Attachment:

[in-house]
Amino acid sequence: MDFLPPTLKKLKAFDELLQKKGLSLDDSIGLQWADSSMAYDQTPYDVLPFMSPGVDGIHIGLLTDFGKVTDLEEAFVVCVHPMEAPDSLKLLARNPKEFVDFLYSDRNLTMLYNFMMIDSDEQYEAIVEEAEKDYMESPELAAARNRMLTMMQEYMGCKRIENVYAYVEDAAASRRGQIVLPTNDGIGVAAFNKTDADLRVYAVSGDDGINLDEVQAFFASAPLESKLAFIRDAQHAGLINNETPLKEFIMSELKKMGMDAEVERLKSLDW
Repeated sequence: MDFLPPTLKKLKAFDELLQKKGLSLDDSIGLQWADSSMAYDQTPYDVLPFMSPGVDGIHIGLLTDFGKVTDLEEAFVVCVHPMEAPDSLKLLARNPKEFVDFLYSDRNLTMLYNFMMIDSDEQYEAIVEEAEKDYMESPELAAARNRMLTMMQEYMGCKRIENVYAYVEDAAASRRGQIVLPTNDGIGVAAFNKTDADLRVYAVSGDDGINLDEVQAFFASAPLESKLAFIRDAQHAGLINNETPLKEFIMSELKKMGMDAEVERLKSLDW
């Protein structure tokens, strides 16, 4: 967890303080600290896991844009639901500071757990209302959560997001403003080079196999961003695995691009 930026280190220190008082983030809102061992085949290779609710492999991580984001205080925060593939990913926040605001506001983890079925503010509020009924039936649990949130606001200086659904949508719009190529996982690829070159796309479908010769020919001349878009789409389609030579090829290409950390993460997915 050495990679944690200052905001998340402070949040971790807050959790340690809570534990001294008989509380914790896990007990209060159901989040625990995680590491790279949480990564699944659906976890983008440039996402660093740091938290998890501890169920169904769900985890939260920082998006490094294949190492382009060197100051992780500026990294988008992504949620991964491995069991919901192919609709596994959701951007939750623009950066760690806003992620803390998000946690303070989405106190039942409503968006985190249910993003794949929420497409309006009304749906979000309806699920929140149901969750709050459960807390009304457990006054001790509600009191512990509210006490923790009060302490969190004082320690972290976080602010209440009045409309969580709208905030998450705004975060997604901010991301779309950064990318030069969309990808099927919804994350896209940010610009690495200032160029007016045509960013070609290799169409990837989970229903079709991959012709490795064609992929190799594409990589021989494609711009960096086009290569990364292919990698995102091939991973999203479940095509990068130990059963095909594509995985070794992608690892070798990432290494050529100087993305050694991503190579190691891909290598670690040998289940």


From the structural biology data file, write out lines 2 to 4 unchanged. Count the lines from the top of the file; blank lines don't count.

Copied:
Amino acid sequence: MDFLPPTLKKLKAFDELLQKKGLSLDDSIGLQWADSSMAYDQTPYDVLPFMSPGVDGIHIGLLTDFGKVTDLEEAFVVCVHPMEAPDSLKLLARNPKEFVDFLYSDRNLTMLYNFMMIDSDEQYEAIVEEAEKDYMESPELAAARNRMLTMMQEYMGCKRIENVYAYVEDAAASRRGQIVLPTNDGIGVAAFNKTDADLRVYAVSGDDGINLDEVQAFFASAPLESKLAFIRDAQHAGLINNETPLKEFIMSELKKMGMDAEVERLKSLDW
Repeated sequence: MDFLPPTLKKLKAFDELLQKKGLSLDDSIGLQWADSSMAYDQTPYDVLPFMSPGVDGIHIGLLTDFGKVTDLEEAFVVCVHPMEAPDSLKLLARNPKEFVDFLYSDRNLTMLYNFMMIDSDEQYEAIVEEAEKDYMESPELAAARNRMLTMMQEYMGCKRIENVYAYVEDAAASRRGQIVLPTNDGIGVAAFNKTDADLRVYAVSGDDGINLDEVQAFFASAPLESKLAFIRDAQHAGLINNETPLKEFIMSELKKMGMDAEVERLKSLDW
């Protein structure tokens, strides 16, 4: 967890303080600290896991844009639901500071757990209302959560997001403003080079196999961003695995691009 930026280190220190008082983030809102061992085949290779609710492999991580984001205080925060593939990913926040605001506001983890079925503010509020009924039936649990949130606001200086659904949508719009190529996982690829070159796309479908010769020919001349878009789409389609030579090829290409950390993460997915 050495990679944690200052905001998340402070949040971790807050959790340690809570534990001294008989509380914790896990007990209060159901989040625990995680590491790279949480990564699944659906976890983008440039996402660093740091938290998890501890169920169904769900985890939260920082998006490094294949190492382009060197100051992780500026990294988008992504949620991964491995069991919901192919609709596994959701951007939750623009950066760690806003992620803390998000946690303070989405106190039942409503968006985190249910993003794949929420497409309006009304749906979000309806699920929140149901969750709050459960807390009304457990006054001790509600009191512990509210006490923790009060302490969190004082320690972290976080602010209440009045409309969580709208905030998450705004975060997604901010991301779309950064990318030069969309990808099927919804994350896209940010610009690495200032160029007016045509960013070609290799169409990837989970229903079709991959012709490795064609992929190799594409990589021989494609711009960096086009290569990364292919990698995102091939991973999203479940095509990068130990059963095909594509995985070794992608690892070798990432290494050529100087993305050694991503190579190691891909290598670690040998289940």